Authors Note: The state of California has adopted our plan, without acknowledgement, of course. I sent the Executive Director of Calparks Org. a letter outlining our plan in August 2009, shortly after I published the blog article.
California’s parks need not close. They need not fail our citizens and our communities, and we need not lose this important heritage.
California’s park system is in danger because of the dreadful budget problems in our state. Closure of parks endangers not only the livelihood of those who work in the parks, but also the communities that rely on revenue generated by the associated tourism.
In desperate times like these, old ideas with a new spin can keep our parks out of private hands and open for everyone’s benefit and enjoyment. Let the communities take care of the parks.
Communities surrounding parks could establish cooperatives, where the people who work at the park would be funded by park entrance fees. Workers could live at the park in exchange for taking lower pay, and accumulate points based on years of service toward a life-estate ownership interest in a small parcel of land suitable to build a modest sustainable dwelling in, say, five years.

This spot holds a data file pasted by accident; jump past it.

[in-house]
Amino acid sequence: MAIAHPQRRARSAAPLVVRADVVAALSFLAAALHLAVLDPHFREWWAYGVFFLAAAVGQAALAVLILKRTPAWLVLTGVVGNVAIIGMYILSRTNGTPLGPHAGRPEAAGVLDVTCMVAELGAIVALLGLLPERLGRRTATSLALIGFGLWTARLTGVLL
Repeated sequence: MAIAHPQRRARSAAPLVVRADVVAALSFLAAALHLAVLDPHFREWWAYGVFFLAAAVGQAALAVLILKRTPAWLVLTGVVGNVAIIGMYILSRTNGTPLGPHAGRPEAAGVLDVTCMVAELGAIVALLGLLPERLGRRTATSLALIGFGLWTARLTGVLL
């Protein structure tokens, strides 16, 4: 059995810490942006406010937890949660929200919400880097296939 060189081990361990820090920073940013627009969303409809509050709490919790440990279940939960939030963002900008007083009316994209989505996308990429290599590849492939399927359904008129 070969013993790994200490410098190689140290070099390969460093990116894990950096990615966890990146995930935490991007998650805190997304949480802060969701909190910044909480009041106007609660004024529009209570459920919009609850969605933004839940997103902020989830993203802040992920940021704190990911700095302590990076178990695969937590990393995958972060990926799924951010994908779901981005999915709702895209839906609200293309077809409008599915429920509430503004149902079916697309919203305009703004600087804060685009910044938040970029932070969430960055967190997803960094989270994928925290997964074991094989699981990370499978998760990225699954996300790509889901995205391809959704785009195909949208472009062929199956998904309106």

Workers would be chosen by a governing board, at the outset. Once established, the workers themselves would choose new workers based on commitment and knowledge of the park. In this way, those who work there would have a stake in the park as well as the community. To assure that park professionals would have a role, their applications would receive priority treatment.
Title to the park itself would remain with the state, but the revenues would stay with each park. It may be necessary to institute or increase entrance fees to make this model work, but it would be far better than either facing the closure of our parks or turning parks over to the private sector.
Deborah Lagutaris, J.D.
Harris Freeman, M.B.A.